Don’t Be A Fool This Friday
This Friday, it's "April Fool's Day". Do you have plans to be an April Fool?A survey by Harris reveals that 18% of people have a family tradition of pranking one another on April Fool's Day. Other findings:
- 24% of people think "Kick Me" signs are funny
- 57% of adults have a lower appreciation for pranks now that they're older
- 41% of people think pranks are funny as long as they are not the target
- biggest April Fool's targets: 76% best friend ... 73% spouse/significant other ... 72% siblings
- 53% of people believe pranking parents is off limits
- 56% of people believe pranking young kids is off limits
- 64% of people believe pranking bosses and teachers is off limits
If you don't know the history of April Fool's Day, you're not alone.
It was popularized way back in 1700 when English pranksters started it by playing practical jokes on each other.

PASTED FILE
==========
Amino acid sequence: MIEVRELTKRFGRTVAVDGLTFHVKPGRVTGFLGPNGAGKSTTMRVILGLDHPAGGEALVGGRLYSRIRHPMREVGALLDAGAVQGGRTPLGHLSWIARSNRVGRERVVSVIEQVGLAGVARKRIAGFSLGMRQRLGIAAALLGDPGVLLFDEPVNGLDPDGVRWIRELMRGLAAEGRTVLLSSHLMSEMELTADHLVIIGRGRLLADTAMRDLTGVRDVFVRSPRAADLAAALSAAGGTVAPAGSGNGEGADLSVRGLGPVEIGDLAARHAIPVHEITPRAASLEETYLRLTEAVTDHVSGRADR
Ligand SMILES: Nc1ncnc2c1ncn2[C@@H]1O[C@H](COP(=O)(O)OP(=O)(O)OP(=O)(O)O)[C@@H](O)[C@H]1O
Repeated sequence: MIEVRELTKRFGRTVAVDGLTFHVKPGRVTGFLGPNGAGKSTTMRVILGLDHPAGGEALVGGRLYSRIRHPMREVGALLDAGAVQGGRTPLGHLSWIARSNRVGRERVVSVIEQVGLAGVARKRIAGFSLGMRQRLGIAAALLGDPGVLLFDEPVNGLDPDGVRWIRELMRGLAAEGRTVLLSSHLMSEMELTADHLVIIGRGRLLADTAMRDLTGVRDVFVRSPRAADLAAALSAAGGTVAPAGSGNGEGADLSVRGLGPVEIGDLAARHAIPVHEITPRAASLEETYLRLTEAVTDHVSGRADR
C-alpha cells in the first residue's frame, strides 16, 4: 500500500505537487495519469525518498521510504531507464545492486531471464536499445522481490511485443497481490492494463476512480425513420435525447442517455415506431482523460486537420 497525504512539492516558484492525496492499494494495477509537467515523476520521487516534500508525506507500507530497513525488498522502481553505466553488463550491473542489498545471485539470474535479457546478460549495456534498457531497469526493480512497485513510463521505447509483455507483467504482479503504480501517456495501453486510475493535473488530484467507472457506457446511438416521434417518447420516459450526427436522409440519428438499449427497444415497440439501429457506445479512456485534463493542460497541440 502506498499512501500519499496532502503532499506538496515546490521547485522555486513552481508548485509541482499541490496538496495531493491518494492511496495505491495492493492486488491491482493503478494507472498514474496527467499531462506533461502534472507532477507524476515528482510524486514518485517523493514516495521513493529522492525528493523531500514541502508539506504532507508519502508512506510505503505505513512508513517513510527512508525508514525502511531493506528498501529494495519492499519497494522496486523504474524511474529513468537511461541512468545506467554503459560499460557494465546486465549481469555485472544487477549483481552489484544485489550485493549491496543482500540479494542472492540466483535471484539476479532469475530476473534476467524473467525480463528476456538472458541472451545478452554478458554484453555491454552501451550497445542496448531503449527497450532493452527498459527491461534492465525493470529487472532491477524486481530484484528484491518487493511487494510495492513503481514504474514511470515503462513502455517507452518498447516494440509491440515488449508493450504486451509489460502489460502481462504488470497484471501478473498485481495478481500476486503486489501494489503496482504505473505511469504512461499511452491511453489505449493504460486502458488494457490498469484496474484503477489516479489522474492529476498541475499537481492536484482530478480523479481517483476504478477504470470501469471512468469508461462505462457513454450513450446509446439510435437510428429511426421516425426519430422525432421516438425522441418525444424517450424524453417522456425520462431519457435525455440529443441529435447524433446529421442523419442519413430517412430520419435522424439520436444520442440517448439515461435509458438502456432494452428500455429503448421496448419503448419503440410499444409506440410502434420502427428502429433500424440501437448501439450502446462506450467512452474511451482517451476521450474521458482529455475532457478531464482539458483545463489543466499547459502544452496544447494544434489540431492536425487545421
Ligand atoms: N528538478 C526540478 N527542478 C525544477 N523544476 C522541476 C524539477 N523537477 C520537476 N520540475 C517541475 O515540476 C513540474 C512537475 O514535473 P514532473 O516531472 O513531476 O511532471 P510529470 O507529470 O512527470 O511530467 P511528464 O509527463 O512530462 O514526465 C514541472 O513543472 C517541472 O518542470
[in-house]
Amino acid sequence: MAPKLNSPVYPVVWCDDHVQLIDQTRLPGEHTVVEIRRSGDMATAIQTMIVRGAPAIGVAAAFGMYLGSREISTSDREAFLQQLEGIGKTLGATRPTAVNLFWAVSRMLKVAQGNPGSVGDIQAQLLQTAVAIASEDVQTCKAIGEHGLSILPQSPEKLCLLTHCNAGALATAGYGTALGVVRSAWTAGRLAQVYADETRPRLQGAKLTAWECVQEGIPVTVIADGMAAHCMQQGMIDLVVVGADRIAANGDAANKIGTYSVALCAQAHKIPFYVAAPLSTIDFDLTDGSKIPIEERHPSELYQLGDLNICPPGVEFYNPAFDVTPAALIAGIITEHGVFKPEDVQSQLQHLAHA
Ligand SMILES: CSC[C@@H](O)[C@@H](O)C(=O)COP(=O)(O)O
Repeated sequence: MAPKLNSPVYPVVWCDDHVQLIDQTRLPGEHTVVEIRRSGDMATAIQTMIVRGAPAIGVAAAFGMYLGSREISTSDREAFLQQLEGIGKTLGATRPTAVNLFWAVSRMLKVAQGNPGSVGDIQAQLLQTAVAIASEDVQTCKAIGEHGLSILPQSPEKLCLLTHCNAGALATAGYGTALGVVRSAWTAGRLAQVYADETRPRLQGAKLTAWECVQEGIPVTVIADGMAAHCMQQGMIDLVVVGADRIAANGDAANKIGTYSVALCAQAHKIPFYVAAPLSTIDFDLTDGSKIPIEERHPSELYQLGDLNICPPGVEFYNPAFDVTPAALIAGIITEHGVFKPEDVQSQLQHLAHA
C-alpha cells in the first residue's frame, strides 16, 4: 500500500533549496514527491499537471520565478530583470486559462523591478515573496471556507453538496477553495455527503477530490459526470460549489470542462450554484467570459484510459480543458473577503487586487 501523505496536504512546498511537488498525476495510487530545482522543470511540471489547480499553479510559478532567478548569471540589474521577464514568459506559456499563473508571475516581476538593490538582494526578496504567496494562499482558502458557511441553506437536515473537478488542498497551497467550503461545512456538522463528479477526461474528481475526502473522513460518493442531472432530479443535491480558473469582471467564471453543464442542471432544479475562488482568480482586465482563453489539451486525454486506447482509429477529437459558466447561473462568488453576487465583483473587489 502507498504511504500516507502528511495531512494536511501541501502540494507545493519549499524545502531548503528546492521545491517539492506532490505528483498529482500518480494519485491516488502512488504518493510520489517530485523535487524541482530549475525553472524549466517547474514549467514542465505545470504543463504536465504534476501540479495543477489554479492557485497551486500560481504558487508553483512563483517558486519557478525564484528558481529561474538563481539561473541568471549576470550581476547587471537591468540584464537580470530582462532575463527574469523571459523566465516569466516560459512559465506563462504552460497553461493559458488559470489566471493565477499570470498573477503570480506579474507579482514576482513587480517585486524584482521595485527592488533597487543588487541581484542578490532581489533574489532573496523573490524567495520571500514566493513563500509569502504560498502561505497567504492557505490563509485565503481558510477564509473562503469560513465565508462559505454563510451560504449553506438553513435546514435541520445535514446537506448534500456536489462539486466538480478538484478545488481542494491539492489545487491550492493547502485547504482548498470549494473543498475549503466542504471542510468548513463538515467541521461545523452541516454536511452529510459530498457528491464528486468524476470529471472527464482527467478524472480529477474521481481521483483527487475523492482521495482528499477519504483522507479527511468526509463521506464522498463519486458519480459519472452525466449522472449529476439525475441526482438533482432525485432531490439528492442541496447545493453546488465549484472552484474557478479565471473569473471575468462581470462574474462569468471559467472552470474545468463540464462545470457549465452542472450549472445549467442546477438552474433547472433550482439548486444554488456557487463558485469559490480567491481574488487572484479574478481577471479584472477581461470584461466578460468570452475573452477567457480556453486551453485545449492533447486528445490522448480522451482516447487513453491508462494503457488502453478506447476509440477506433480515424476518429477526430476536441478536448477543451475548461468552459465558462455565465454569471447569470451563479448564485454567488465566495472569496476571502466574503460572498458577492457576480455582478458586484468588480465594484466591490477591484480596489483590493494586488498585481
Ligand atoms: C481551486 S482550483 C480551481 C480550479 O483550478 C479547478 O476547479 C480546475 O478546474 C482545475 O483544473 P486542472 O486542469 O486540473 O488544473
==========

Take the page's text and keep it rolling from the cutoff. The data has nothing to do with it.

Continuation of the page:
It is also called "All Fool's Day".
Some historians say the day may go back as far as 1582 when France switched from the Julian Calendar to the Gregorian calendar.
April Fools’ Day spread throughout the British Isle's during the 18th century. In Scotland, the tradition became a two-day event, starting with “hunting the gowk,” in which people were sent on phony errands (What the heck is a "gowk"? It's a word for cuckoo bird, a symbol for fool) and followed by Tailie Day, which involved pranks played on people’s behinds, such as pinning fake tails or “kick me” signs on them.